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Red Vinyl - Sealed - Minimum Bid: $140

Spirits is the 1994 album by Gil Scott-Heron. The title track is an interpretation of the John Coltrane piece Equinox, and "The Other Side" is a live version of Scott-Heron's 1971 track "Home is Where the Hatred Is" with a new arrangement and many new verses that expand the original to nearly twenty minutes. It was later sampled for "Home" on the 2011 Jamie XX collaboration album, We're New Here.

In the liner notes, Scott-Heron discusses the new, jazzier tone of the record, and the attempts to define his sound:

What do you call reggae, blues, African vibration, jazz, salsa, chants and poetry?... Seriously trying to define it, I've said it's Black music. Or Black American music. Because Black Americans are now a tremendously diverse essence of all the places we've come from and the music and rhythms we brought with us.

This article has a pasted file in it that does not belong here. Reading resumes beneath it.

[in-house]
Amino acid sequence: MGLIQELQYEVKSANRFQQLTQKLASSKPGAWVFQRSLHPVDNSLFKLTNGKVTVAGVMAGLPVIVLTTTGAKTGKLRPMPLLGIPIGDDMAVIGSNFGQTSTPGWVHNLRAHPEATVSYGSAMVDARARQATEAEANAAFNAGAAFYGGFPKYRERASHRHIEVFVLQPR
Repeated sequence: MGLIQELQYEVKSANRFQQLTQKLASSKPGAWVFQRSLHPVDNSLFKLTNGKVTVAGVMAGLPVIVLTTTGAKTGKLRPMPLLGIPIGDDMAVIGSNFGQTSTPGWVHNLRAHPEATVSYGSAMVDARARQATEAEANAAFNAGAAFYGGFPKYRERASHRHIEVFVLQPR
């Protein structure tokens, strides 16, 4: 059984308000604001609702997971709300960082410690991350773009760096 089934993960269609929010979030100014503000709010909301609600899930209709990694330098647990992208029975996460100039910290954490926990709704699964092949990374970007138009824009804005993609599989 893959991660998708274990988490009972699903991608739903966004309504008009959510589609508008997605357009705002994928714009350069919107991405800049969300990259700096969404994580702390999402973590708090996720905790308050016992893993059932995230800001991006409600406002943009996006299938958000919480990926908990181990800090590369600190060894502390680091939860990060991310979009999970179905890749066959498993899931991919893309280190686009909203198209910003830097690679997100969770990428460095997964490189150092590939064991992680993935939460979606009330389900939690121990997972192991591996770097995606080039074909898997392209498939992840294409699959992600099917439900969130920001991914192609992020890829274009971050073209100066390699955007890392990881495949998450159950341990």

This was Scott-Heron's first album in twelve years, and it would be sixteen more years before he would release another. "Lady's Song" and "Work for Peace" were omitted from the vinyl issue, while other songs were edited slightly for runtime.

On this 1994 release, his first new recording in more than 10 years, Gil Scott-Heron revives all the phases of his career. He turns to biting social commentary on "Message to the Messengers," a diatribe about antisocial, often nihilistic trends in hip-hop; then, on "Work for Peace," he critiques American militarism with a particular focus on the Gulf War, offering the tidbit, "The military and the monetary / Get together whenever it's necessary / Turning our brothers and sisters into mercenaries / They are turning the planet into a cemetery."

The title track and "Don't Give Up" (which was produced by Ali Shaheed Muhammad of A Tribe Called Quest) recall Scott-Heron jazz-funk classics like "Lady Day and John Coltrane." The singer-poet also does a savvy updating of his 1974 hit "The Bottle," interpolating it into a three-part suite called "The Other Side," which features affecting guitar and keyboard solos. Unlike many of Scott-Heron's live shows, which are laden with nostalgia, this release looks back and ahead with equal power. --Martin Johnson

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